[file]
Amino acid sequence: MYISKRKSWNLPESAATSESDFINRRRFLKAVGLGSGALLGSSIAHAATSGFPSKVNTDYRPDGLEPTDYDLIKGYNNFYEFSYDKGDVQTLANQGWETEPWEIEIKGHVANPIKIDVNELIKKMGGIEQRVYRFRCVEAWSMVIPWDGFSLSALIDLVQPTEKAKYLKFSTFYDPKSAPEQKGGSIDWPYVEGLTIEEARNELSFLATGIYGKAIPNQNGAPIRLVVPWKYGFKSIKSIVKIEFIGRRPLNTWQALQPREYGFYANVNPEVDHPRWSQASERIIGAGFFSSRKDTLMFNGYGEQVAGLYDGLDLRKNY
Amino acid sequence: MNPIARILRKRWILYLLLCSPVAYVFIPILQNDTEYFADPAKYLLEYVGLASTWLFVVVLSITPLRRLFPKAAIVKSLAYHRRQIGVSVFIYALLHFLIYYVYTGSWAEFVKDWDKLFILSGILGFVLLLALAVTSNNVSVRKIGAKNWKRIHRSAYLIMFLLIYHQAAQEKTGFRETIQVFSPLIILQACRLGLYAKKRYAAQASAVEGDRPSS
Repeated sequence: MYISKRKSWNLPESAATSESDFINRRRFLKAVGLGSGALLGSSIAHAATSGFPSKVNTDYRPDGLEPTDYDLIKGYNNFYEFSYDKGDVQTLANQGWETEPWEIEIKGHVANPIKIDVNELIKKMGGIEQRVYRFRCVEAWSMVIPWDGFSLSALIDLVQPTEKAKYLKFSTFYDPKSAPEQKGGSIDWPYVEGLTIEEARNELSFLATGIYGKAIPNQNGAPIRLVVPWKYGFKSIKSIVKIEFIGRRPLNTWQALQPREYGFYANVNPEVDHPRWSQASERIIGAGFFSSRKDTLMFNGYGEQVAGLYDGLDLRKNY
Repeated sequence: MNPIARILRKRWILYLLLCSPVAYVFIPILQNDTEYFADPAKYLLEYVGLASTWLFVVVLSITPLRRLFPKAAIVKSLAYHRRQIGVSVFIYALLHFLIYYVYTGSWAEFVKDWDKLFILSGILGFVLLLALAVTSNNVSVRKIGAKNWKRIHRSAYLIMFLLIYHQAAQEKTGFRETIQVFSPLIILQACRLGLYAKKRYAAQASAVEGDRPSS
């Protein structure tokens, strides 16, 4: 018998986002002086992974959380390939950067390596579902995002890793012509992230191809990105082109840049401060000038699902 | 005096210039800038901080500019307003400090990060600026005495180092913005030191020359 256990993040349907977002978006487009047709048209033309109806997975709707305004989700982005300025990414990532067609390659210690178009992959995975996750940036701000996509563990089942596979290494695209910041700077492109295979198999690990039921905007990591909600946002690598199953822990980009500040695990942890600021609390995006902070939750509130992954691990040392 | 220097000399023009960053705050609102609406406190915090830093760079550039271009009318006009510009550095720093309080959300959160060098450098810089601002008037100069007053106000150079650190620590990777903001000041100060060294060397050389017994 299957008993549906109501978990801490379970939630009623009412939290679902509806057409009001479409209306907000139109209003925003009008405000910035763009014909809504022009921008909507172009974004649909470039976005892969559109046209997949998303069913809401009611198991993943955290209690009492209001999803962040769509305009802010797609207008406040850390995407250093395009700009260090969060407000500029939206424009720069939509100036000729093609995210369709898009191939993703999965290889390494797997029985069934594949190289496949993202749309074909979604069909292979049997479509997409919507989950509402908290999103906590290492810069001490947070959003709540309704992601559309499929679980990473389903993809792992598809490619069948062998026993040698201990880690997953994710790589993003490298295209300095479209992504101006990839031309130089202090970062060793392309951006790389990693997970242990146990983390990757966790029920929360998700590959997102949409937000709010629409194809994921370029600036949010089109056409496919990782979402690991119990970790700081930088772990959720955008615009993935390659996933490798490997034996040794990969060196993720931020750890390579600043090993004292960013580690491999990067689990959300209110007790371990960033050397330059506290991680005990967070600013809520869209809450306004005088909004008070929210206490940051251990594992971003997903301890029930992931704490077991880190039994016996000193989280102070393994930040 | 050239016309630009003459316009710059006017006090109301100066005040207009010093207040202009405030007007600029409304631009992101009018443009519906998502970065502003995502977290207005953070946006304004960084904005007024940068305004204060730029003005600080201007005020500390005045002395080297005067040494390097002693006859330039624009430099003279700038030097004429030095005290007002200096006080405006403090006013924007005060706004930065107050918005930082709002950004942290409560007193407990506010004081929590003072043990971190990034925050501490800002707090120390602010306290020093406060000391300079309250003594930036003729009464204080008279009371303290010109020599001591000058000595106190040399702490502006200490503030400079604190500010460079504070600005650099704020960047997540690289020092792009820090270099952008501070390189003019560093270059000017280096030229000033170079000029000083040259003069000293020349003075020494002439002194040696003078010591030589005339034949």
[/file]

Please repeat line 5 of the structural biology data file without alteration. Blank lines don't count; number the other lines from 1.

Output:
């Protein structure tokens, strides 16, 4: 018998986002002086992974959380390939950067390596579902995002890793012509992230191809990105082109840049401060000038699902 | 005096210039800038901080500019307003400090990060600026005495180092913005030191020359 256990993040349907977002978006487009047709048209033309109806997975709707305004989700982005300025990414990532067609390659210690178009992959995975996750940036701000996509563990089942596979290494695209910041700077492109295979198999690990039921905007990591909600946002690598199953822990980009500040695990942890600021609390995006902070939750509130992954691990040392 | 220097000399023009960053705050609102609406406190915090830093760079550039271009009318006009510009550095720093309080959300959160060098450098810089601002008037100069007053106000150079650190620590990777903001000041100060060294060397050389017994 299957008993549906109501978990801490379970939630009623009412939290679902509806057409009001479409209306907000139109209003925003009008405000910035763009014909809504022009921008909507172009974004649909470039976005892969559109046209997949998303069913809401009611198991993943955290209690009492209001999803962040769509305009802010797609207008406040850390995407250093395009700009260090969060407000500029939206424009720069939509100036000729093609995210369709898009191939993703999965290889390494797997029985069934594949190289496949993202749309074909979604069909292979049997479509997409919507989950509402908290999103906590290492810069001490947070959003709540309704992601559309499929679980990473389903993809792992598809490619069948062998026993040698201990880690997953994710790589993003490298295209300095479209992504101006990839031309130089202090970062060793392309951006790389990693997970242990146990983390990757966790029920929360998700590959997102949409937000709010629409194809994921370029600036949010089109056409496919990782979402690991119990970790700081930088772990959720955008615009993935390659996933490798490997034996040794990969060196993720931020750890390579600043090993004292960013580690491999990067689990959300209110007790371990960033050397330059506290991680005990967070600013809520869209809450306004005088909004008070929210206490940051251990594992971003997903301890029930992931704490077991880190039994016996000193989280102070393994930040 | 050239016309630009003459316009710059006017006090109301100066005040207009010093207040202009405030007007600029409304631009992101009018443009519906998502970065502003995502977290207005953070946006304004960084904005007024940068305004204060730029003005600080201007005020500390005045002395080297005067040494390097002693006859330039624009430099003279700038030097004429030095005290007002200096006080405006403090006013924007005060706004930065107050918005930082709002950004942290409560007193407990506010004081929590003072043990971190990034925050501490800002707090120390602010306290020093406060000391300079309250003594930036003729009464204080008279009371303290010109020599001591000058000595106190040399702490502006200490503030400079604190500010460079504070600005650099704020960047997540690289020092792009820090270099952008501070390189003019560093270059000017280096030229000033170079000029000083040259003069000293020349003075020494002439002194040696003078010591030589005339034949």